One Comic Strip Totally Nails What's Wrong With America's Higher Education System


America has a serious problem.

In fact there are many problems, but few could prove as devastating as the crisis facing our higher education system. With tuition costs skyrocketing, students today face crippling loan debt to fund an education that's increasingly necessary to compete in a recovering job market. Not to mention they're rarely free from paying it off, even in case of bankruptcy.

This might not be so depressing if our counterparts across the pond weren't already putting us to shame. Take the Nordic countries, which have chosen to invest in their students in ways the U.S. could only dream of:

Image Credit: Tickld

That about nails it: The differences prove even more troubling when you consider how our government allocates funds instead. Public higher ed institutions collected $62.6 billion in tuition fees in 2012. That's in contrast to the $85.4 billion we stand to spend in Afghanistan for fiscal year 2015:

Image Credit: Satanic Capitalist (Tumblr)

With the U.S. government already doling out over $250 billion in federal aid, those Afghanistan dollars could literally cover the rest of America's public tuition fees for a fraction of the cost, and then some:

Image Credit: The Atlantic

And with average student loan debt clocking in around $29,400 per student, that reallocation could go a long way toward building a more stable financial future for subsequent generations.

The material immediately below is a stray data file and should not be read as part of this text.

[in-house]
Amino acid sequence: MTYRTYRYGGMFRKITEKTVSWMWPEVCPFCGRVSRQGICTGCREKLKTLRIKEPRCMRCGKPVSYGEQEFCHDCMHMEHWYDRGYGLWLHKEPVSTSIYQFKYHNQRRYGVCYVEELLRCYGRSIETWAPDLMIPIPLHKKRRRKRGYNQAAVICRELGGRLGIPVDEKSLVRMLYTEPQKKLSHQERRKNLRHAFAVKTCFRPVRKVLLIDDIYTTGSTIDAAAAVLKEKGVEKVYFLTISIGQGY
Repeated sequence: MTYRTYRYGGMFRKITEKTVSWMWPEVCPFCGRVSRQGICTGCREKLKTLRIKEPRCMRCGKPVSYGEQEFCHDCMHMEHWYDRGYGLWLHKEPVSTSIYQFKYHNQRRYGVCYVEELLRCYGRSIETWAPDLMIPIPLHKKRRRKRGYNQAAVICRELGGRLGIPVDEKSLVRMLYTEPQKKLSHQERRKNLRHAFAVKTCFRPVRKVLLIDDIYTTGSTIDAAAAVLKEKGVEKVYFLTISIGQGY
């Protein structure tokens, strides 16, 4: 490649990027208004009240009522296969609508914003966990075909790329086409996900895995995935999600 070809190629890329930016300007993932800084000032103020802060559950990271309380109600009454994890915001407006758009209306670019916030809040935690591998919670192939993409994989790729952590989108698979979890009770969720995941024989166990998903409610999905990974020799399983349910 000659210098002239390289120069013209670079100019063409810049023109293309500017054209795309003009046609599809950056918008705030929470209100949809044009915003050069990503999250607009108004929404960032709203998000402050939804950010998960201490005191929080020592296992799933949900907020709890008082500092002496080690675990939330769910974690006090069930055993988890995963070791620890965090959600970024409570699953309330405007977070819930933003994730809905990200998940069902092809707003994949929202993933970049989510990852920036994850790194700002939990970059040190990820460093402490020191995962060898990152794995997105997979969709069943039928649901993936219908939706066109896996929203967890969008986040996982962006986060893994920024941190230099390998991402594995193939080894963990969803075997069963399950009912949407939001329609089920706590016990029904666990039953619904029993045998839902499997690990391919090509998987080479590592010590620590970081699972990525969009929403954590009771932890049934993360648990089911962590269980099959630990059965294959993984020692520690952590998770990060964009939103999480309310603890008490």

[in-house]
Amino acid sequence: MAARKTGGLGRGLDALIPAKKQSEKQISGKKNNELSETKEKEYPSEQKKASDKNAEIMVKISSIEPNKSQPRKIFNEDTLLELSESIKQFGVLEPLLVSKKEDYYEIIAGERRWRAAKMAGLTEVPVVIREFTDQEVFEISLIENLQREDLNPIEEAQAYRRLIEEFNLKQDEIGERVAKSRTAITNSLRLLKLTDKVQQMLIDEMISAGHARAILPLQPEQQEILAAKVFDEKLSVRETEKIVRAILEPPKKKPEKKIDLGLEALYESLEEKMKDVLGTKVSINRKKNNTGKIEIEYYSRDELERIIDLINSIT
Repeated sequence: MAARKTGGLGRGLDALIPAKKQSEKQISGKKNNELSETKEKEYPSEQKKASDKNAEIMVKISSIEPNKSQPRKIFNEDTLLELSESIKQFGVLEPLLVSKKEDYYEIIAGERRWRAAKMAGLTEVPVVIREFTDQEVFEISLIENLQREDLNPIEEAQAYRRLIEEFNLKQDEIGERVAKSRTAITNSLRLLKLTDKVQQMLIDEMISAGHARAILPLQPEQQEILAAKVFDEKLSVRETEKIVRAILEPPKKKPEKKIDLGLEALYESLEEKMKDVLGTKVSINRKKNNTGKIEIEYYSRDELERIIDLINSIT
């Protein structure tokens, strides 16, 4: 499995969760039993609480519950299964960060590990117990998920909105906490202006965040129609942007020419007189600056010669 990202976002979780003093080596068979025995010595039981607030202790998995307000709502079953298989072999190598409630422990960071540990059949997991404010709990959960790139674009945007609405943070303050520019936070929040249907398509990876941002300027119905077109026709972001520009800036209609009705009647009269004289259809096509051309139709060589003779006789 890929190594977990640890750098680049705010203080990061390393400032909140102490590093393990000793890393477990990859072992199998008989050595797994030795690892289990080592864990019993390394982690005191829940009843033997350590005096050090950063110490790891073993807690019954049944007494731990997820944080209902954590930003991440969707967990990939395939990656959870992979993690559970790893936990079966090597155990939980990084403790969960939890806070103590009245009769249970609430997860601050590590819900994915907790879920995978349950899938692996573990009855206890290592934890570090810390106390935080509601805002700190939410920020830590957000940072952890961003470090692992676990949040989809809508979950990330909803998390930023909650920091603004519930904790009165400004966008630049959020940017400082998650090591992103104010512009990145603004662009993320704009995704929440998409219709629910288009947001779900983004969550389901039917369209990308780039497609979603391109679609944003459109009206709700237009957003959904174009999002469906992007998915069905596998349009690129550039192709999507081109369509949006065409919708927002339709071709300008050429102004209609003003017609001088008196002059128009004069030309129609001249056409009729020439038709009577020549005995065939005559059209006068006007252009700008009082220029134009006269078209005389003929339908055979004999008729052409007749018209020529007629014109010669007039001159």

So why won't we do it? Because #Amurica: Instead, we're dropping $41.3 billion on the War on Drugs, $80 billion on prisons and $27 billion a year over 55 years on the F-35 fighter jet program, one of the most expensive such projects in history.

And that's just a few examples. Such "misplaced priorities" also add to a troubling and predatory relationship between students and private lenders, the latter of whom often force loans into default if a student's co-signer (usually a parent) dies or goes into bankruptcy. The result is an entire generation of graduates with ruined credit ratings and a consequent inability to purchase a home, rent an apartment or start a business — all prior staples of the so-called American Dream.

So the question is, has this dream officially died? It's debatable whether it actually existed to begin with, but one thing is certain: If changes aren't implemented soon, we face a financial future that all but the wealthiest among us are ill equipped to weather.

And that's bad news for America.